Eastbourne First Responders reacts to claims ‘lives are being put at risk’

A Eastbourne Community First Responders vehicle on the South Downs
A Eastbourne Community First Responders vehicle on the South Downs

Eastbourne First Responders has reacted to claims a number of volunteer emergency medics have been ‘deactivated’ across Sussex.

The Herald yesterday reported a warning from Community First Responders, who work alongside the South East Coast Ambulance Service (SECAmb), saying lives could be put at risk because of an error by the ambulance service.

Read the full story here: ’Lives at risk’ in Sussex after medics pulled off duty

The volunteer responders – ‘CFRs’ – are often the first to arrive at the scene of an emergency. But many say they have been laid off because of what they maintain is a “clerical error” by SECamb.

However, responding to this, a spokesperson from Eastbourne Community First Responders says the team is “supportive” of the approach taken by SECAmb to “maintain high standards of training and compliance”.

The spokesperson said, “Eastbourne Community First Responders is a volunteer responder group that works closely with SECAmb to provide a first response to emergencies within the local area.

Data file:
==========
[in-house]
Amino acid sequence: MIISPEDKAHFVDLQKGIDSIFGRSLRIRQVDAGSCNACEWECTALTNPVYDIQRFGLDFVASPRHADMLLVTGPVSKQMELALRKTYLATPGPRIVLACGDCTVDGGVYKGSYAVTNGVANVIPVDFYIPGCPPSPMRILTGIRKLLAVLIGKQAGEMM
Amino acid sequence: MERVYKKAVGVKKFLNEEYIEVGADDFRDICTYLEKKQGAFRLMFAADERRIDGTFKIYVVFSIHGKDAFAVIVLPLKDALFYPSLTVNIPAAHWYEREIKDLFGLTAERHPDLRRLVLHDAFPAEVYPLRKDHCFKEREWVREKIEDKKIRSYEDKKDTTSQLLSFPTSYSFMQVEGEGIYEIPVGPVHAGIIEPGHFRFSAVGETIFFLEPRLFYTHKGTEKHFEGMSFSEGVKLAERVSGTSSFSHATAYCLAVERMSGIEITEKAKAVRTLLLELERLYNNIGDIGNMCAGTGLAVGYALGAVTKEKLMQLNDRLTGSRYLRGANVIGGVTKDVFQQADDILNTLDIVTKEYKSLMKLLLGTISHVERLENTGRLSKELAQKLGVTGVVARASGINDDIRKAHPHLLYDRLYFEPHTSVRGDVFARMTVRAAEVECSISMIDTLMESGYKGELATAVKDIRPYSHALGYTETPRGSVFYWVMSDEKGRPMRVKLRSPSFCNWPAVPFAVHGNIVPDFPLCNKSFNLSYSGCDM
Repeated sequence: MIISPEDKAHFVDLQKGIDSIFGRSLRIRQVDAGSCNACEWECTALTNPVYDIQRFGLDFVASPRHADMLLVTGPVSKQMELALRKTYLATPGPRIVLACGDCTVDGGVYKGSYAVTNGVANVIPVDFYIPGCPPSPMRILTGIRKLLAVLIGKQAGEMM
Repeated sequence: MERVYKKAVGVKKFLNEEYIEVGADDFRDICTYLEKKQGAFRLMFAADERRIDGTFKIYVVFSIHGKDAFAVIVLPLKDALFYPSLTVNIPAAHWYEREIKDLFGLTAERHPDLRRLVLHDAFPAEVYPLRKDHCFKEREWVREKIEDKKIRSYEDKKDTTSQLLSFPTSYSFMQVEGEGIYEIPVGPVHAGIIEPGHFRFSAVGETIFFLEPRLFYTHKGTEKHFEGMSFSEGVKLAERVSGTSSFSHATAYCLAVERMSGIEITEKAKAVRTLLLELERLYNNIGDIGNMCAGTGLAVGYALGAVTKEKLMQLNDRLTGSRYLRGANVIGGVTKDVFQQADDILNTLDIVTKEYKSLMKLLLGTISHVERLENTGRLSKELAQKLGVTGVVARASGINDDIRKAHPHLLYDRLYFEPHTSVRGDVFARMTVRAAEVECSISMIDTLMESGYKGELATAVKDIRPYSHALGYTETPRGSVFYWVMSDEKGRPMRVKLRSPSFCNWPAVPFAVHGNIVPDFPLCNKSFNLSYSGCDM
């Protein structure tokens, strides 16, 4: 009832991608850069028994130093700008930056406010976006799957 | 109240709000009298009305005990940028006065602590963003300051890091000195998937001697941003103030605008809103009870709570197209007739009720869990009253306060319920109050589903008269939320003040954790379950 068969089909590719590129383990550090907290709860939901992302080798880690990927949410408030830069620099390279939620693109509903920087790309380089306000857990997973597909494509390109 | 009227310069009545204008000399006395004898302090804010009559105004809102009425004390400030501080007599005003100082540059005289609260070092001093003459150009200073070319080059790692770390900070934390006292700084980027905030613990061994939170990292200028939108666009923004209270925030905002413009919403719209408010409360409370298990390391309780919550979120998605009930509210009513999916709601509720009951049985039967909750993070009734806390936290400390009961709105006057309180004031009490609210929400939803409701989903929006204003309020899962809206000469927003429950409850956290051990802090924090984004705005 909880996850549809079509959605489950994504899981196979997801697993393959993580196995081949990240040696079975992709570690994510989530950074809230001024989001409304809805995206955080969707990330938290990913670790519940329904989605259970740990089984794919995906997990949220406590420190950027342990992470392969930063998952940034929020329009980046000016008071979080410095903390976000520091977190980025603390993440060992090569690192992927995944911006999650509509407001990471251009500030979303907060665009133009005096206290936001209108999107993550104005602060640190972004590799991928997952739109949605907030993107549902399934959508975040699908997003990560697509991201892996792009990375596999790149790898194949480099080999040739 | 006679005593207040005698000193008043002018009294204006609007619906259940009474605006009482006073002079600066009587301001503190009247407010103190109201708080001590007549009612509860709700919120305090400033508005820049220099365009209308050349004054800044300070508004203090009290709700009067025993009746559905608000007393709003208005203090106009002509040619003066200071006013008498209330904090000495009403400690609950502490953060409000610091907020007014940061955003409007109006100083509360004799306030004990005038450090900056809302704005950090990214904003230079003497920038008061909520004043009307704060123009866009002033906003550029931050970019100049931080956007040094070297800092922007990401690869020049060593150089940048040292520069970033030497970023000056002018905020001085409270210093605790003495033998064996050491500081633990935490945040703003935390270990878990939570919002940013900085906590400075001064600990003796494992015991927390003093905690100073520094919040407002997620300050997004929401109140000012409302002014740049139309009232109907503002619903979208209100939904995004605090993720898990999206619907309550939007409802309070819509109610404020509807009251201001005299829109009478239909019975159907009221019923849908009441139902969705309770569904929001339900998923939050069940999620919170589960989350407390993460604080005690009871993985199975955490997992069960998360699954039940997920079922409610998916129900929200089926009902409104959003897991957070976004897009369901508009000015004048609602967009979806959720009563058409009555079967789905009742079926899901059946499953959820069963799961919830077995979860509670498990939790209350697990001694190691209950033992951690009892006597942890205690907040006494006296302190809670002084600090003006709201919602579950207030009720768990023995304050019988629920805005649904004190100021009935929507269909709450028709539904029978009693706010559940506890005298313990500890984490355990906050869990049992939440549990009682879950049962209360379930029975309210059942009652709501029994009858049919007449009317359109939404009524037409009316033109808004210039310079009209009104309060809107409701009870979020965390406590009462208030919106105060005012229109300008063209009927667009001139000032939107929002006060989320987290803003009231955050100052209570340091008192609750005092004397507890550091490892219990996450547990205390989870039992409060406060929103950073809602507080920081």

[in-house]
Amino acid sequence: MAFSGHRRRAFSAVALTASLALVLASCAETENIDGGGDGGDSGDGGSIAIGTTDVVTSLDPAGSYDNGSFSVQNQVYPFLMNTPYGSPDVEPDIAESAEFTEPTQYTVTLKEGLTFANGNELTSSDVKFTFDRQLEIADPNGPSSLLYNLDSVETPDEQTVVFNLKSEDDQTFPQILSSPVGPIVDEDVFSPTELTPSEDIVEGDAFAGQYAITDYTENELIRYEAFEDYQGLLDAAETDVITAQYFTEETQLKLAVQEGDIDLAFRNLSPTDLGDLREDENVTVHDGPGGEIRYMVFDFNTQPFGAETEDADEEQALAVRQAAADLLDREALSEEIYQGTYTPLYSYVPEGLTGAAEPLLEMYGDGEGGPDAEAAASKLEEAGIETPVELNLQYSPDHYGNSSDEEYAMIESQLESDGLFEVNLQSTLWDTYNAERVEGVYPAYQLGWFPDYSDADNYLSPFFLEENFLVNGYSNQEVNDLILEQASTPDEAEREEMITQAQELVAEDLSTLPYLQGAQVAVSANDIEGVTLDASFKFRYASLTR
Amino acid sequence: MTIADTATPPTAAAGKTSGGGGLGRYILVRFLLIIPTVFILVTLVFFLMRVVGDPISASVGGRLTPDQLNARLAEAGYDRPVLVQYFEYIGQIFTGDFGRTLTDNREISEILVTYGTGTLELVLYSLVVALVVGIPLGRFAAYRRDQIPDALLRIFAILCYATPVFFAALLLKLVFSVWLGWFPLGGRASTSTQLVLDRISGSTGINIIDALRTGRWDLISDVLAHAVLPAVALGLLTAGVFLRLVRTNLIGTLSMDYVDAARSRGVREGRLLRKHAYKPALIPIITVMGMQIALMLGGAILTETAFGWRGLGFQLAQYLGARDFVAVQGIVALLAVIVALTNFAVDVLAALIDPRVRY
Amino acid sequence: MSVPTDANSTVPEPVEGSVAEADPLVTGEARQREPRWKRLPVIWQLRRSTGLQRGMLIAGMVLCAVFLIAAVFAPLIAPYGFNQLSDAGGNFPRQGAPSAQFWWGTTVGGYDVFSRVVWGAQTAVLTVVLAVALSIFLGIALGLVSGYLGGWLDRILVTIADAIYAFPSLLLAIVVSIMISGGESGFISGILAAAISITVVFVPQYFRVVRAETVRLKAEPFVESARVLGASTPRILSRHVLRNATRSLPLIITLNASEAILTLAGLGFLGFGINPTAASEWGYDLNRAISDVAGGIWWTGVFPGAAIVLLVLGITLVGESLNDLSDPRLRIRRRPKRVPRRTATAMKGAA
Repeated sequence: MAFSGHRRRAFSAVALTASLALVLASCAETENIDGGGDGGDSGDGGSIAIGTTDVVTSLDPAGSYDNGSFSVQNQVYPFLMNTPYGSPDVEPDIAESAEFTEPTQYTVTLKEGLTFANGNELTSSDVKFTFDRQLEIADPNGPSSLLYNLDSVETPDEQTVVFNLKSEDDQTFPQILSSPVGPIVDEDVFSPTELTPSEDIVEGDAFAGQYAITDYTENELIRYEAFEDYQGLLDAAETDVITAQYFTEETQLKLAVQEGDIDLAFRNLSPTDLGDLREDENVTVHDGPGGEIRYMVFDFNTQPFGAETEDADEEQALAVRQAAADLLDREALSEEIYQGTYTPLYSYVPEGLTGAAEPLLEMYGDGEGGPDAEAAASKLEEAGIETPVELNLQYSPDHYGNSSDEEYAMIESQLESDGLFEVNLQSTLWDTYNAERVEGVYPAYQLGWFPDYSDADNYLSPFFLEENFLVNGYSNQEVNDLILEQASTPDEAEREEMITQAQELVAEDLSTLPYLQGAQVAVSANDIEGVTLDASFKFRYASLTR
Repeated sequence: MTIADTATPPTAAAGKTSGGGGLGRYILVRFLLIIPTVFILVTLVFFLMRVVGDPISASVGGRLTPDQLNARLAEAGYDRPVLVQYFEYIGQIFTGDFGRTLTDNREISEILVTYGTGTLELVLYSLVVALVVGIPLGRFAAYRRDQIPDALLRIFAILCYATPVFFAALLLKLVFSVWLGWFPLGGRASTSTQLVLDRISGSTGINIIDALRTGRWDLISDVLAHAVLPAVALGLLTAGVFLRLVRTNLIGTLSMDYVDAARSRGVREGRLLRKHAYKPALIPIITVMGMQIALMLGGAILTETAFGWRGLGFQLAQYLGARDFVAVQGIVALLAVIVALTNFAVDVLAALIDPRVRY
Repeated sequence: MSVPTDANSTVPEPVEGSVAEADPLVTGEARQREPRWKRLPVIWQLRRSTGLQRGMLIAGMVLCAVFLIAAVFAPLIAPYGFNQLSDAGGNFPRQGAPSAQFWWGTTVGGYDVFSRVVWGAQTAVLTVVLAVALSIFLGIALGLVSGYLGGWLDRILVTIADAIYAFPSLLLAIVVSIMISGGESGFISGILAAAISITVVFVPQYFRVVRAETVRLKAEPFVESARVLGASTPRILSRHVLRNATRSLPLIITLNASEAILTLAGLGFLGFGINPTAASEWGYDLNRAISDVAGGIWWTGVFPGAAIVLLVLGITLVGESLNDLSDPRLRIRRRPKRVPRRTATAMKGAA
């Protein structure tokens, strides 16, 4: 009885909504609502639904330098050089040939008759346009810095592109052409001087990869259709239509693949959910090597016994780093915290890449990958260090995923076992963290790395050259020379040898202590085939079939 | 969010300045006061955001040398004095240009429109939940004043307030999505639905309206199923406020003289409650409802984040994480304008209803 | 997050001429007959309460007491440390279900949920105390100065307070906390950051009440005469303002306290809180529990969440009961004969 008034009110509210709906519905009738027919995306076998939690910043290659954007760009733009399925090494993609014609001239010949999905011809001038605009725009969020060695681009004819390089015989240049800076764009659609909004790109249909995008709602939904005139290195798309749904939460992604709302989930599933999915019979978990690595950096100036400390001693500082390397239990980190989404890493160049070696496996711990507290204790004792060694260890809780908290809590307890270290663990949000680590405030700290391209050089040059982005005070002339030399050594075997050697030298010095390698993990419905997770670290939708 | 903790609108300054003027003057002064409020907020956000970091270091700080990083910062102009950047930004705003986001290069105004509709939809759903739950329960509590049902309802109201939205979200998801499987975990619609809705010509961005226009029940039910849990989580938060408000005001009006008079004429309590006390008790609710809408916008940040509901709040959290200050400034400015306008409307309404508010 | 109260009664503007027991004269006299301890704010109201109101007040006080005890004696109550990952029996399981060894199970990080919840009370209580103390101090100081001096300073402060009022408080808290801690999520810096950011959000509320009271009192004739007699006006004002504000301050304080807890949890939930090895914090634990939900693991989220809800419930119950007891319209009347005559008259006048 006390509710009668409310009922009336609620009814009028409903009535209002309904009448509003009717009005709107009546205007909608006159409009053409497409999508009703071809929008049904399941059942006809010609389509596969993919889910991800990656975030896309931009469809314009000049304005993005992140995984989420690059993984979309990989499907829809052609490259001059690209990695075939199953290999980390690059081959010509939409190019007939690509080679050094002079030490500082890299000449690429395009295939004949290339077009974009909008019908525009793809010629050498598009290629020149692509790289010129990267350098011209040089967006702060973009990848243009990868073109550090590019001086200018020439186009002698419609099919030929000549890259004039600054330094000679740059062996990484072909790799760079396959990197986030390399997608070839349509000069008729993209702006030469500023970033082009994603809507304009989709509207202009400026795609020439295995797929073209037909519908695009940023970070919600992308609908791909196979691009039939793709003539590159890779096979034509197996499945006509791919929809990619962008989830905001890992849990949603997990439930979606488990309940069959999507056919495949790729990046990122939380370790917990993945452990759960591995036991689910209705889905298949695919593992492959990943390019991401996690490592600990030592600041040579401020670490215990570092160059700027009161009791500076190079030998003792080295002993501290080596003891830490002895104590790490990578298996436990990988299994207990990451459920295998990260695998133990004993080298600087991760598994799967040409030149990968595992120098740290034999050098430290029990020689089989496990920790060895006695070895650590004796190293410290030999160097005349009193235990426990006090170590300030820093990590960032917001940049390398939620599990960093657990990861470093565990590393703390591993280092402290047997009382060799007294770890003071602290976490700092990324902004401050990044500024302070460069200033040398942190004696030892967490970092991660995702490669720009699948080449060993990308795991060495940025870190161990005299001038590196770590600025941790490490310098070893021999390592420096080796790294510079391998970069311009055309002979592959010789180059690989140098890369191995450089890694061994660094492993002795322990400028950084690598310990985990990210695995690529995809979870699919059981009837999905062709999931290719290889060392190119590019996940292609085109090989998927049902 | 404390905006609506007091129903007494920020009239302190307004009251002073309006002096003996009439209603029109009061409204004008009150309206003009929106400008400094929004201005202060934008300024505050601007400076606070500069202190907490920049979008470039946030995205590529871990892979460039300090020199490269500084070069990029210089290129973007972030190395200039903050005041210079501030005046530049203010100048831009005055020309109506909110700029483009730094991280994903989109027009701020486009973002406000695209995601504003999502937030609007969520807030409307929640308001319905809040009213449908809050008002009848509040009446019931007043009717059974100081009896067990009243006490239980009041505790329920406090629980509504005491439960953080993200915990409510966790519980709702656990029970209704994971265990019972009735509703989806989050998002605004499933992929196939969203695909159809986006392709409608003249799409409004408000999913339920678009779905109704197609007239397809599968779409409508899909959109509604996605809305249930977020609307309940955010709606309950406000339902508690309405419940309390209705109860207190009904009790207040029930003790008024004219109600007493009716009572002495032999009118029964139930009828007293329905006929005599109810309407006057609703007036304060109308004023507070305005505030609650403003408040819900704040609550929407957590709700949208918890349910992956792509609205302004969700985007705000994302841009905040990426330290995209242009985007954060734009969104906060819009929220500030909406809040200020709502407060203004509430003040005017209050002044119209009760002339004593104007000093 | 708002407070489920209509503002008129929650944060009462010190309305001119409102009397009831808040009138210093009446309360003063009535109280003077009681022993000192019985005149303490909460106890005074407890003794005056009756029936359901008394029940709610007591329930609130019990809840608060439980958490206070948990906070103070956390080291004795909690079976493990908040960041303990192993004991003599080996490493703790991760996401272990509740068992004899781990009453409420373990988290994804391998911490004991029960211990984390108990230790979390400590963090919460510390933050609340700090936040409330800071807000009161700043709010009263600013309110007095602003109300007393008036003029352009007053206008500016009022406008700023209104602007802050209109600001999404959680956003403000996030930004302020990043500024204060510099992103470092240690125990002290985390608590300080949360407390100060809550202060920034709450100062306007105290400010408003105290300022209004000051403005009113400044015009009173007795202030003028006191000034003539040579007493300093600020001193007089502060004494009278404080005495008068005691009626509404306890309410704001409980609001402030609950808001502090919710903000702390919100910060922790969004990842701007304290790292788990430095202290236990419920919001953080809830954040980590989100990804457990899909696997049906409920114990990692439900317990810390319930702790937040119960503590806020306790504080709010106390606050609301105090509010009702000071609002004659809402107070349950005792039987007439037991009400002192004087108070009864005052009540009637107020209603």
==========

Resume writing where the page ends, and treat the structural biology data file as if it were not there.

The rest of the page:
“The scheme covers the areas of Eastbourne, East Dean and Friston, Dicker, Hailsham, Herstmonceux, Hankham, Stone Cross, Pevensey Bay, Polegate, Westham and surrounding areas.

“The team has worked with SECAmb to ensure all of its CFRs are fully compliant with training requirements and continue to be operational.

“The Eastbourne CFR team meets twice per month for regular training and assessment. The Eastbourne Community First Responders will continue to serve their community with pride and the team is supportive of the approach taken by SECAmb to maintain high standards of training and compliance.”

A spokesman for SECamb said they were committed to working closely with Community First Responders and they had attended more than 11,000 incidents in the region in the past 12 months.

They said, “Patient safety is at the forefront of everything we do. It is essential that we ensure every CFR who is deployed to a 999 call is fully compliant with all training requirements. This means that every 12 months, CFRs are required to complete assessments in adult and paediatric basic life support, as well as mandatory e-learning.

“CFRs have been made aware of these requirements and the importance of completing regular training and assessment. CFRs who did not complete an annual assessment by the deadline of March 31, 2019 have been temporarily withdrawn from duty to enable them to complete their mandatory assessments. This includes CFRs who have not been active responding for the Trust for some time.

“As soon as evidence of completion of the required elements is received they will be able to resume attending incidents within their communities.”